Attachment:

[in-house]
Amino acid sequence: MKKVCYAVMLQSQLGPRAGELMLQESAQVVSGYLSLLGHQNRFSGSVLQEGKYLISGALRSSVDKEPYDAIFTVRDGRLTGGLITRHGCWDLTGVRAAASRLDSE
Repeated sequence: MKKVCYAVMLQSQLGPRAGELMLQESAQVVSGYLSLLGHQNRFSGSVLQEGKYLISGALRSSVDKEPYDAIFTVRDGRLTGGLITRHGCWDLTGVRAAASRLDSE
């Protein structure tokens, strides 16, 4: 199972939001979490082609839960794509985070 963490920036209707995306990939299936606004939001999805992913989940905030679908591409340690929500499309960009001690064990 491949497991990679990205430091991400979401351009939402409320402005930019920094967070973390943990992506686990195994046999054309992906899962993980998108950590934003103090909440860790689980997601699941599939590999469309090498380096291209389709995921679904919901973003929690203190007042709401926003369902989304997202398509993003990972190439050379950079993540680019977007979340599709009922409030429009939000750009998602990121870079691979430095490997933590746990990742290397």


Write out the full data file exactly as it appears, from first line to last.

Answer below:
[in-house]
Amino acid sequence: MKKVCYAVMLQSQLGPRAGELMLQESAQVVSGYLSLLGHQNRFSGSVLQEGKYLISGALRSSVDKEPYDAIFTVRDGRLTGGLITRHGCWDLTGVRAAASRLDSE
Repeated sequence: MKKVCYAVMLQSQLGPRAGELMLQESAQVVSGYLSLLGHQNRFSGSVLQEGKYLISGALRSSVDKEPYDAIFTVRDGRLTGGLITRHGCWDLTGVRAAASRLDSE
């Protein structure tokens, strides 16, 4: 199972939001979490082609839960794509985070 963490920036209707995306990939299936606004939001999805992913989940905030679908591409340690929500499309960009001690064990 491949497991990679990205430091991400979401351009939402409320402005930019920094967070973390943990992506686990195994046999054309992906899962993980998108950590934003103090909440860790689980997601699941599939590999469309090498380096291209389709995921679904919901973003929690203190007042709401926003369902989304997202398509993003990972190439050379950079993540680019977007979340599709009922409030429009939000750009998602990121870079691979430095490997933590746990990742290397």